These include the standardisation of taxation rules for retirement funds, and some changes to the Unemployment Insurance Legislation.

Unfortunately, the political football that the Youth Subsidy has become has been booted into touch, to be replaced by a Job Seeker grant system which has not even been discussed or quantified.

By Rob Cooper, a Payroll Tax Expert at Softline VIP

Rob Cooper

Rob Cooper

Bursaries and scholarships increase value for employers and employees by improving overall skills levels. The South African 2012-2013 Budget made changes to the legislation regarding the taxation of bursaries and scholarships. Bursaries are generally employer deductible and potentially tax free to an employee or their relative.

Bursaries granted by companies can be divided into two groups: Open bursaries are granted to individuals who are not company employees, and closed bursaries are granted to employees or relatives of employees. Open bursaries are not taxable and provide a positive way for companies to make a difference to South Africa’s skills shortage by providing the means for individuals who are not currently employed to gain qualifications and skills.

Closed bursaries, granted to individuals who are employees, or a relative of an employee, can be tax free, partially taxed or fully taxed depending on the bursary amount and the employee’s annual remuneration amount. A closed bursary granted to an employee is exempt from tax if the employee agrees to repay the bursary amount should he/she fail to complete or pass their studies for any reason other than death, illness or injury.

According to the legislation, closed bursaries granted to a relative of an employee are taxable if the employee’s remuneration exceeds R100 000 and if the bursary value exceeds R10 000. To explain:

  • If the employee earns less than R100 000 a year, and the bursary amount is R8 000, then the entire amount is exempt from tax.
  • If the bursary is worth R12 000, then R10 000 of that amount is exempt from taxation while the additional R 2 000 is taxable.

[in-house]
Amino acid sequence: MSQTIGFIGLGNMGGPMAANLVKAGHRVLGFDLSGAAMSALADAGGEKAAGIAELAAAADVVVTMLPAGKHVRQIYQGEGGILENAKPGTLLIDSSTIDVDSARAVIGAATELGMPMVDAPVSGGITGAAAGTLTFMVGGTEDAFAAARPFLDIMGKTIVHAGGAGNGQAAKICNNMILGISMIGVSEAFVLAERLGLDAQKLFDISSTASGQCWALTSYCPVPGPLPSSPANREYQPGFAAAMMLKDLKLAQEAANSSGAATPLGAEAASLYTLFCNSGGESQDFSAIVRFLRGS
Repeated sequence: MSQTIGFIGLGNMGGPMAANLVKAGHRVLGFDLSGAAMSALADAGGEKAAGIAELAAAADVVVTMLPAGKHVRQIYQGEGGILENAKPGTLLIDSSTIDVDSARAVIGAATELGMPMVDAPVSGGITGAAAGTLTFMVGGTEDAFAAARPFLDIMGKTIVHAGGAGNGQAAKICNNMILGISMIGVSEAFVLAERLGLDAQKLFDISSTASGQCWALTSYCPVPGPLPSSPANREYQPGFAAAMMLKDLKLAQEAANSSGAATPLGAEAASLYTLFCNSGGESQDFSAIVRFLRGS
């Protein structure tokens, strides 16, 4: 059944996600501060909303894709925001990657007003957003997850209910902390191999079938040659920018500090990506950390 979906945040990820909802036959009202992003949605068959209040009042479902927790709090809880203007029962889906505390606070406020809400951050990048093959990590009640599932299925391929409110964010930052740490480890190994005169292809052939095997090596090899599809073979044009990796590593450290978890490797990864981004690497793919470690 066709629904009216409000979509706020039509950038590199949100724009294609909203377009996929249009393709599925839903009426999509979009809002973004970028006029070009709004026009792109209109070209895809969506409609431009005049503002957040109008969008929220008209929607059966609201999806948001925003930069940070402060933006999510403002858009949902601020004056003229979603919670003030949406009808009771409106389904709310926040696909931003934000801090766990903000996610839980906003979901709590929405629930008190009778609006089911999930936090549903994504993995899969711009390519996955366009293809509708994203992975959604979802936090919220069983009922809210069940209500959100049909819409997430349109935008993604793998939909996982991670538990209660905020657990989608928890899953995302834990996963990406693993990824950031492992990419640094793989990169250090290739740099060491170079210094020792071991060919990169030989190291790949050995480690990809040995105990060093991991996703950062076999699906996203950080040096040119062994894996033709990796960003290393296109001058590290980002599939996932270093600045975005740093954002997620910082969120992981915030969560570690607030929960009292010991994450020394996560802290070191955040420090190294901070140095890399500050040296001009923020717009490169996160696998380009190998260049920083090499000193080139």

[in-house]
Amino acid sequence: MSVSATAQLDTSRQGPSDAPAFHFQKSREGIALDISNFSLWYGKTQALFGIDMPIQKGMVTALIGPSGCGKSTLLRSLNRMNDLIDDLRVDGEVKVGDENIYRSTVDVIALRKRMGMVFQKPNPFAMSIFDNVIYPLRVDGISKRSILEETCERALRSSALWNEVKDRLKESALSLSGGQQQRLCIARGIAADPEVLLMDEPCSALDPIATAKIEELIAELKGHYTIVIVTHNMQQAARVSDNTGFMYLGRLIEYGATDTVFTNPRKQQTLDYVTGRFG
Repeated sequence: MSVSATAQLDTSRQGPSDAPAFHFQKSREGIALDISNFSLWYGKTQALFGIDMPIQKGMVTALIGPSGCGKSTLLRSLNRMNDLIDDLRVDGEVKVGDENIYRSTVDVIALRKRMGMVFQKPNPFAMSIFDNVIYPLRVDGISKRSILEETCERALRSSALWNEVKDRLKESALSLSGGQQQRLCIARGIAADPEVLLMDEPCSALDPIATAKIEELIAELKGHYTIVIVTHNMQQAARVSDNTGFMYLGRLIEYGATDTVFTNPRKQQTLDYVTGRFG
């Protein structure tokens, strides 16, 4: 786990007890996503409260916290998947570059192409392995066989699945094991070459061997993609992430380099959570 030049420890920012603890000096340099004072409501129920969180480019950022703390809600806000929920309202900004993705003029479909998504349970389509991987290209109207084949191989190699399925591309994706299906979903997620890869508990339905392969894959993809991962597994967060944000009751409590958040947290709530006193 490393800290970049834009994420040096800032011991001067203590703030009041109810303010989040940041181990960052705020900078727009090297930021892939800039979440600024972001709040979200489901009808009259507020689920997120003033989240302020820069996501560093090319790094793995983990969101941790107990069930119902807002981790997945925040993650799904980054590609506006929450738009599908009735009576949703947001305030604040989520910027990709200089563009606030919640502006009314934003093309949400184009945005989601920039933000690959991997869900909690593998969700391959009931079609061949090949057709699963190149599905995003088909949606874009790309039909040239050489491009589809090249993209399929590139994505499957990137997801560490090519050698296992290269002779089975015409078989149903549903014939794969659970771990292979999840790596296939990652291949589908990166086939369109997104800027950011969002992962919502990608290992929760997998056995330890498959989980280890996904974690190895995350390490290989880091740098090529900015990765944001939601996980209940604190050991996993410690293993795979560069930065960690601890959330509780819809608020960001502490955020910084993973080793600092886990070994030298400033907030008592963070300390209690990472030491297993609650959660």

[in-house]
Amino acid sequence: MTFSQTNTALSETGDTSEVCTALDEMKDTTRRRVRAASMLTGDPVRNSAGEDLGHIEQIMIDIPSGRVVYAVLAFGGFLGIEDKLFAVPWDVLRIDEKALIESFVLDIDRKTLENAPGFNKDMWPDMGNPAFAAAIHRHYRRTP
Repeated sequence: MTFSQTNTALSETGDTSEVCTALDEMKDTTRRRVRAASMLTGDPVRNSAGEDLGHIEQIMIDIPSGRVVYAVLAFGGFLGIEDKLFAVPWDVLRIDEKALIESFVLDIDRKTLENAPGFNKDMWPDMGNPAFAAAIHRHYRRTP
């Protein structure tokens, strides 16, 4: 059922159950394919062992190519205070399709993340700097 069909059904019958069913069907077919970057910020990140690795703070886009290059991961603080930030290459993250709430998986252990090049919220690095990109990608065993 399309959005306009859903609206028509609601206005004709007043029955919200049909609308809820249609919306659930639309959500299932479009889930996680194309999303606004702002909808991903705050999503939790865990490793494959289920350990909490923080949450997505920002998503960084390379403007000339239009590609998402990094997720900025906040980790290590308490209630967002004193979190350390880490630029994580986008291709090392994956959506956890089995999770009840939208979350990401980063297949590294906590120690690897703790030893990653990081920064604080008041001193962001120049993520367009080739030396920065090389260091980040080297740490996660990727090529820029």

• If the employee earns more than R100 000 annually, all bursaries or scholarships are taxable.

To calculate the R100 000 limit, the entire income amount must be used and must not be ‘fourth schedule remuneration’.  For example, the income must also include the employee’s full travel allowance.  If remuneration exceeds R100 000 after the bursary is paid, then the untaxed portion of the bursary must be taxed.

From March 2012, the exempt portion of the bursary amount needed to be reported against a new code 3815, and the taxable portion of the bursary as code 3809, which has been re-activated. This enables SARS to see the total value of the bursary on the employee’s tax certificate.

A bona fide bursary may include the costs of tuition fees, registration fees, examination fees, books, equipment required, accommodation, meals or meal vouchers and transport.

The South African legislation regarding the taxation of bursaries and scholarships supports local companies that want to make a positive impact on the South African skills shortage and decrease poverty levels by providing both employees and non-employees with opportunities to study and gain valuable skills. This is an avenue that companies should understand and pursue in order to maximise the impact of their tax deductible contributions.

Rob Cooper, a Payroll tax expert at Softline VIP, part of the Sage Group plc says that 2012 will prove to be the starting year for a number of major new employment legislation initiatives.

Read about all the proposed changes in legislation regarding contributions to medical schemes, the Youth Subsidy project, retirement funds and annuities in the full article on the Softline website

Looking further ahead, SARS is still investigating the possibility of implementing a social security tax. “The legislation surrounding social security tax is however still on the table. In essence, the legislation will combine UIF, the road accident fund, social grants and the compensation fund under a ‘social security’ umbrella that will function as a holistic entity. It will effectively modernise and streamline the process” explains Cooper.

SARS is also looking at amending labour legislation. “There are quite a few aspects surrounding labour legislation that are currently under review,” says Cooper.

• Close down or regulate labour brokers

• Redefine an employer

• Introduce the concept of ‘decent work’ into legislation

• ‘Widen’ the definition of an employee

• Introduce a national ‘job placement’ system

Cooper says the labour legislation should be in draft form by no later than April 2012 and unless there is huge public opposition, could be promulgated into law by December 2012. The Minister of Labour is currently pushing very hard to move even faster than these dates.

“2012 will certainly be an interesting year as far as HR and Payroll administrative changes are concerned. It will therefore be advisable for practitioners in the field to stay abreast of changes in the New Year” concludes Cooper.